PublisherSol Minion Developmenthttps: Custom Software scalabilitygrowth planning

When it comes to crafting a platform for a new business, concept, or digital product, it's easy to find developers that claim they can build you the best system. Hit up oDesk or any freelancing site, and you'll probably find plenty of people at bargain prices. When you do, however, ask yourself whether it's worth building your entire business on a bargain when your goal is to do more or "scale up".

There's a great overview of what scalability really is over at InfoQ. For simplicity, scalability is the ability of your technology platform (which is a combination of your Web site and the physical infrastructure on which it runs) to do more. The more your platform can do, the more customers you're able to serve.

Now, let's get back to the original point: you can easily find a developer at a bargain price on any freelancing site. Unfortunately, we at Sol Minion Development often take over projects that were started from similar situations, but when it came time to grow or maintain the project over time, the project was unable to scale adequately. This inability to scale is the cost of the bargain and very often leads to paying more for a proper solution than if you had paid a professional to build it right the first time. Certainly, there are times when bootstrapping for minimal cost is necessary, but if you want your business to be sustainable you must make your platform scalable.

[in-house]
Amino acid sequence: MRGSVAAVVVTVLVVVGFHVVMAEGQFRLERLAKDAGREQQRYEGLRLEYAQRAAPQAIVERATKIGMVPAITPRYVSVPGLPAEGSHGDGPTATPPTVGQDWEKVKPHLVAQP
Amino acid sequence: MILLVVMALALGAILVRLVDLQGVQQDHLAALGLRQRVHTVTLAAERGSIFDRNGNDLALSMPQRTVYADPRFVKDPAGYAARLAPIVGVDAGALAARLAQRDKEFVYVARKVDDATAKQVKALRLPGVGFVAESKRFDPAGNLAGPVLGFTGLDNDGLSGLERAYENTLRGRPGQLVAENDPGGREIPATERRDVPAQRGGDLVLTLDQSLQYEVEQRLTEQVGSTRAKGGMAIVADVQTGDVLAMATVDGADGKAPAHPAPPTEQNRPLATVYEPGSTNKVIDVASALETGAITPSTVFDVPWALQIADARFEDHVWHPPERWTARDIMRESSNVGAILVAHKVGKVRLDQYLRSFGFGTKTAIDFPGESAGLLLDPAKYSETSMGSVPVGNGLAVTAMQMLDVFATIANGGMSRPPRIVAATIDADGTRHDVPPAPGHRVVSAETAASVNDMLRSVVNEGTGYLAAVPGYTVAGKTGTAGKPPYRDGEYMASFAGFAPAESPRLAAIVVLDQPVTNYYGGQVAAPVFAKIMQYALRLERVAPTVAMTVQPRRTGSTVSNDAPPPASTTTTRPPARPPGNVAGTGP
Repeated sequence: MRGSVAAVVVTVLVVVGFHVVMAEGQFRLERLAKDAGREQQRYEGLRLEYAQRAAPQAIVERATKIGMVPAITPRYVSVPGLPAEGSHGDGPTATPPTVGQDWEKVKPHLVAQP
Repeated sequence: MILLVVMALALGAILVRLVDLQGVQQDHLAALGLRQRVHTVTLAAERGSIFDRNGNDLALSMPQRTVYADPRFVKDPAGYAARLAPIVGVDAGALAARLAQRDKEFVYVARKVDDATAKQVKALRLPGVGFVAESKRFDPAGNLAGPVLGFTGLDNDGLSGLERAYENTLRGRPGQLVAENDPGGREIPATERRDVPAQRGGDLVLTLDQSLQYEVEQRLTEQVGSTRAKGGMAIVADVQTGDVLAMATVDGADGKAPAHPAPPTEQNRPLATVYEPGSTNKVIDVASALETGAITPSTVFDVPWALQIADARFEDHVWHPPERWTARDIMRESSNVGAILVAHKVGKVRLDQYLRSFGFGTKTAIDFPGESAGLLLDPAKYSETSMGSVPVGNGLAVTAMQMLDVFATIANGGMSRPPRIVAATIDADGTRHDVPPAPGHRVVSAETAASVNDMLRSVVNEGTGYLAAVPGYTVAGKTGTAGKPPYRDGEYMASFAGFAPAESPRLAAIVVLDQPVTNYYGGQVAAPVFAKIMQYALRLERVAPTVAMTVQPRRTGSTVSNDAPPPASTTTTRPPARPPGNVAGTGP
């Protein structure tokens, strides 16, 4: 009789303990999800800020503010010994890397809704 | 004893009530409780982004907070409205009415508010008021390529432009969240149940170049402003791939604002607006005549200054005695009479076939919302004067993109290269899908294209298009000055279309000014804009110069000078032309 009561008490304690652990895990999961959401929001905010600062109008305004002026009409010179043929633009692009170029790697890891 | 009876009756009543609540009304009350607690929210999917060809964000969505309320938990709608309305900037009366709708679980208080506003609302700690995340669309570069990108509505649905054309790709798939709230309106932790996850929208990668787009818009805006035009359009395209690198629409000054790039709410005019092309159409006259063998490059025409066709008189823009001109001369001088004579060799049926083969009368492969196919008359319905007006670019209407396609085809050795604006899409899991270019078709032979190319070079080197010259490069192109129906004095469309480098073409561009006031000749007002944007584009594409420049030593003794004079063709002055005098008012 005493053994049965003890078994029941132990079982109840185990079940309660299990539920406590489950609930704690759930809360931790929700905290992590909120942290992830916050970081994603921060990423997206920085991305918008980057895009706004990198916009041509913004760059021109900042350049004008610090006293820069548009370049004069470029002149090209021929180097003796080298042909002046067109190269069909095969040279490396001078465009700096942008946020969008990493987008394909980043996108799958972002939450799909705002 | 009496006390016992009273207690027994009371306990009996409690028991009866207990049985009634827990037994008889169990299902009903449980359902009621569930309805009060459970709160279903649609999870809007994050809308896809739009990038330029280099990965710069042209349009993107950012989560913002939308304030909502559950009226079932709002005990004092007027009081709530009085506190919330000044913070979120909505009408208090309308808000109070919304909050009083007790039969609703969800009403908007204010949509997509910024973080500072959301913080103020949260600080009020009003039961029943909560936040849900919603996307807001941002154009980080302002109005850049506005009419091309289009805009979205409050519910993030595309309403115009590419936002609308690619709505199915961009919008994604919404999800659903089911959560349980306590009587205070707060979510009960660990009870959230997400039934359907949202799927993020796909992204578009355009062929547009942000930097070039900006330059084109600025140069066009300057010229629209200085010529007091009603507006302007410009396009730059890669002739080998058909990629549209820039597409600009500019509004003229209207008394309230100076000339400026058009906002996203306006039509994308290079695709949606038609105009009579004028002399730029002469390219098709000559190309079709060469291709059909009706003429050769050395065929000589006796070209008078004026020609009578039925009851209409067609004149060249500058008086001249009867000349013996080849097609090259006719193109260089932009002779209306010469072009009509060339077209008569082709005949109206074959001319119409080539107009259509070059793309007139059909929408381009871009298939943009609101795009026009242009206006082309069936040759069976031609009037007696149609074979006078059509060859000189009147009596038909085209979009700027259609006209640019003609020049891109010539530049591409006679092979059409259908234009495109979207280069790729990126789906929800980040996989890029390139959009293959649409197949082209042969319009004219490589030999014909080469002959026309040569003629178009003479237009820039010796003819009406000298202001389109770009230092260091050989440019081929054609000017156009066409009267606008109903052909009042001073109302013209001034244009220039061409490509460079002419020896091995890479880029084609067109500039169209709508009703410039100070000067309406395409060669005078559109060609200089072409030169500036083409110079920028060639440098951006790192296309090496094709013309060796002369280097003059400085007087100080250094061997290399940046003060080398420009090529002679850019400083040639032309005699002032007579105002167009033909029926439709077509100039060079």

This isn't something that can be easily added later. As with security, scalability must be built-in rather than built on. On the technical side, your developer should be able to automate as much of the installation of the software as possible. There's a lot of techno-babble that goes along with this, but using configuration settings for separate environments to prevent manual entry and building assets when the application is deployed are just two elements that go into this planning process.

It's much easier to build scalability in the beginning than it is to try to take something thrown together by a bargain developer and make it scalable. As with everything in business, preparation is essential for success. If you're not sure whether your technology platform is scalable, contact us and we'll be happy to provide an analysis for you.